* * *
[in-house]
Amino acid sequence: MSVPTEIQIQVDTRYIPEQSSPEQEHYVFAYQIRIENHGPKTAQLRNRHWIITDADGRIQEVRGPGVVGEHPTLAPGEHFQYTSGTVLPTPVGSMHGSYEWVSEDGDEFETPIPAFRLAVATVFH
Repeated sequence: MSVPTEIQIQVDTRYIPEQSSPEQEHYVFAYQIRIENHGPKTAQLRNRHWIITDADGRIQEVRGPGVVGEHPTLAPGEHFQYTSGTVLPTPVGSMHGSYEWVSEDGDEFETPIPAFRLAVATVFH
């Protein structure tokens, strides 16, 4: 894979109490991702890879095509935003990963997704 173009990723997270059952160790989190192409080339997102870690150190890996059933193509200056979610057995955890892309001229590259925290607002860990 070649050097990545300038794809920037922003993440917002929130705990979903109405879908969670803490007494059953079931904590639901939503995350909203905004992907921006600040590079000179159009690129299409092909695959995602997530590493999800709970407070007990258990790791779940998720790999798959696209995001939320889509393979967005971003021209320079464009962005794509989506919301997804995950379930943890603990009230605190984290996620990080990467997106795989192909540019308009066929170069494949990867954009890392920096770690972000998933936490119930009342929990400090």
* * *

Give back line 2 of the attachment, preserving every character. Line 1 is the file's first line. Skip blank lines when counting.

Amino acid sequence: MSVPTEIQIQVDTRYIPEQSSPEQEHYVFAYQIRIENHGPKTAQLRNRHWIITDADGRIQEVRGPGVVGEHPTLAPGEHFQYTSGTVLPTPVGSMHGSYEWVSEDGDEFETPIPAFRLAVATVFH